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About 600,000 tourists visits New Caledonia each year, generating one of its main income streams. But from now the reefs access will be harder for then.
The French Pacific territory of New Caledonia is another territory concerned about excessive tourism that applies regulations to protect the underwater ecosystem and create a sanctuary for hump-back whales and other marine life.
The New Caledonian government issued regulations that ban fishing and limit tourist boats in important coral areas within its huge marine area, known as the Natural Park of the Coral Sea.
The archipelago authorities announced similar measures to those taken in visitor hot spots such as Boracay in the Philippines and Maya Bay in Thailand, which aim to balance tourism and the protection of ecosystems threatened by warming seas and economic activity, experts said.
New Caledonia is officially a special collectivity of France in the southwest Pacific Ocean, 1,210 km (750 mi) east of Australia and 20,000 km (12,000 mi) from Metropolitan France.
The archipelago includes the main island of Grande Terre, the Loyalty Islands, the Chesterfield Islands in the Coral Sea, the Belep archipelago, the Isle of Pines, and a few remote islets.
The new rules, covering an area that includes about one-third of the world’s undisturbed coral reefs, will be enforced with the help of French naval surveillance from sea, air and space.
Like many Pacific islands, New Caledonia, with a population of just 260,000, controls vast swathes of resource-rich ocean. The ban will cover coral reefs that make up about 2 percent of the territory’s 1.3 million sq km (501,933 square miles) Natural Park, which is also a UNESCO world heritage site.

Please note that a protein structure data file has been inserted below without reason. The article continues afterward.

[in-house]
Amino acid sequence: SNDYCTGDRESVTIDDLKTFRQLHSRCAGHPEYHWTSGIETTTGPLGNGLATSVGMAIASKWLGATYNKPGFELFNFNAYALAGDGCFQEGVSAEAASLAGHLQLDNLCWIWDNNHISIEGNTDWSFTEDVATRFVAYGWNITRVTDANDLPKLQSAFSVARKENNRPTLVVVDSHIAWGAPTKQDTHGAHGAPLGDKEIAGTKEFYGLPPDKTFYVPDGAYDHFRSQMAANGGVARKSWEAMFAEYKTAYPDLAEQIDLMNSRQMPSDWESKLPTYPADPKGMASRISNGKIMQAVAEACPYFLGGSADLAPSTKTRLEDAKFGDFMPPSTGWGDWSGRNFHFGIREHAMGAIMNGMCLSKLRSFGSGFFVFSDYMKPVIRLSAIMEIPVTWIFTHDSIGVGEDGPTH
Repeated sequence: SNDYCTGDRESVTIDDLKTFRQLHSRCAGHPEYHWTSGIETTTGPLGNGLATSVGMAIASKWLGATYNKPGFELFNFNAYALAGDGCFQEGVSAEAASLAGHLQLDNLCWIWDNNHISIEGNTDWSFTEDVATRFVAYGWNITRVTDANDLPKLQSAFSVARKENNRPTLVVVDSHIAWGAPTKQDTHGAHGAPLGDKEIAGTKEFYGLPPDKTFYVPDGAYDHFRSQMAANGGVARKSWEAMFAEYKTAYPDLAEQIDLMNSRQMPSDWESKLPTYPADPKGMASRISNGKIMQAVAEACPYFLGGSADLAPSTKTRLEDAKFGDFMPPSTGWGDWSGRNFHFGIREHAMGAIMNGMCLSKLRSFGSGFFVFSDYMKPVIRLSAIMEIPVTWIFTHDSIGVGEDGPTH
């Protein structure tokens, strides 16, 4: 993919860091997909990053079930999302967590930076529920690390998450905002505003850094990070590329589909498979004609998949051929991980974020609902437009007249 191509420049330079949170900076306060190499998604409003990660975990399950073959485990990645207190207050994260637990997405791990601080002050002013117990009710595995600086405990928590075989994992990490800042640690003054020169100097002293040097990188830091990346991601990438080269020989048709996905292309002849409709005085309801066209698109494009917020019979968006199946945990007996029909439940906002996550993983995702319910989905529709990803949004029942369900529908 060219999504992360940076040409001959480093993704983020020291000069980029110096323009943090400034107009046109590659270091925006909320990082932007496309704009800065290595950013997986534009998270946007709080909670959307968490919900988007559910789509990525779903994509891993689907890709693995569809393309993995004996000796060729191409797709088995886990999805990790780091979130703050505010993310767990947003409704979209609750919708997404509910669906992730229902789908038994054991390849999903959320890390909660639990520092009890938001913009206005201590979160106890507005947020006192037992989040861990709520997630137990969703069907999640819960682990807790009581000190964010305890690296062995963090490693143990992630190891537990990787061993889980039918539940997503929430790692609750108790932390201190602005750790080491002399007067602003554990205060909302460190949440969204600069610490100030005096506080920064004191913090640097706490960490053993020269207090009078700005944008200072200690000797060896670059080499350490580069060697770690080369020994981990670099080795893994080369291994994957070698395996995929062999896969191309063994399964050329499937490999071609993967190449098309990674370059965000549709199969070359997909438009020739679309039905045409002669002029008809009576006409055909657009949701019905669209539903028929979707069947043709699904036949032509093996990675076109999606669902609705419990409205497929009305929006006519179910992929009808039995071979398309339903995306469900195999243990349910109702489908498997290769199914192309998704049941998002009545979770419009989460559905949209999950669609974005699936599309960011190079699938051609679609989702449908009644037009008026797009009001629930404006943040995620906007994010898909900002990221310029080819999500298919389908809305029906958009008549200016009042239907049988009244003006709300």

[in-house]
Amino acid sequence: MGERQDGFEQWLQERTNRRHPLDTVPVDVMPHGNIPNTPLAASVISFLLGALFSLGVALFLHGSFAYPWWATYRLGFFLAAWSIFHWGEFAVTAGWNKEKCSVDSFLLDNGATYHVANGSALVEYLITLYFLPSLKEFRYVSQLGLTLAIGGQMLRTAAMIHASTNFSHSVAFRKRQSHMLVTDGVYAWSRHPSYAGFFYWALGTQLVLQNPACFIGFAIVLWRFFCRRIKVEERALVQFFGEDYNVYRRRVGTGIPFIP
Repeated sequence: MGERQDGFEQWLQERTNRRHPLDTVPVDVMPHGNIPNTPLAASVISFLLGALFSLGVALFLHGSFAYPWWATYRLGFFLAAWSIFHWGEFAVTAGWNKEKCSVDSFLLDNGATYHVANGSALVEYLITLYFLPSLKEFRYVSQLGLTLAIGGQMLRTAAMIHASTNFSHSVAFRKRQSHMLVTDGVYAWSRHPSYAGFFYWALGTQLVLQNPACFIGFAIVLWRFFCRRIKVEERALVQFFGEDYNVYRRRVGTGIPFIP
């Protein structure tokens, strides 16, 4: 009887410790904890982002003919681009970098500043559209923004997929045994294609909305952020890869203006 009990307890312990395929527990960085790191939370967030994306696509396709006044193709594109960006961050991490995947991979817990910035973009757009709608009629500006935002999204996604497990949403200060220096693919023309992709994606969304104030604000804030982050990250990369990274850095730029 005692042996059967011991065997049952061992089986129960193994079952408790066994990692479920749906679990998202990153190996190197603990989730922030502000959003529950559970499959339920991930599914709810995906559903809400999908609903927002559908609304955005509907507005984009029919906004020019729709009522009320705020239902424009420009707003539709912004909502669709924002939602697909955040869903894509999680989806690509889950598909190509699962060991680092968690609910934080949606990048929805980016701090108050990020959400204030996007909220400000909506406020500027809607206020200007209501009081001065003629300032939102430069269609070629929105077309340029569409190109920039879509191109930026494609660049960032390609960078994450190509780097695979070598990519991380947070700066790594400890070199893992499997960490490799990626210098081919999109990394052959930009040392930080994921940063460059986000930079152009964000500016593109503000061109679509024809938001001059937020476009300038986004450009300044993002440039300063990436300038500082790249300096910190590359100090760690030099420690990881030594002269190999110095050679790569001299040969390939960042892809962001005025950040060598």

The New Caledonia territory is a real haven for hump-back whales, sea birds and turtles and contain an estimated 1,700 species of fish and 473 different types of coral, according to non-profit organization Pew Charitable Trusts.
However eco-tours can still apply for permits to access the restricted areas.
Australia is another country that has decided to protect some of its natural areas from excessive international tourism. Is now pouring hundreds of millions of dollars into protecting the Great Barrier Reef, which is facing various threats including poor water quality due to agricultural runoff, climate change, illegal fishing and coastal development.
According to international statistics from 1995 to 2016 the number of international travelers has gone from 525 million to over 1,200 million thanks to low-cost airlines, and to tourists from growing markets such as China, India or the Gulf countries.
2017 has been marked by a record increase of 7% in the number of tourists in the entire world, and by unprecedented movements of rejection of excessive tourism. Specialized forecasts affirm that in 2030, there will be 1,800 million tourists in the world.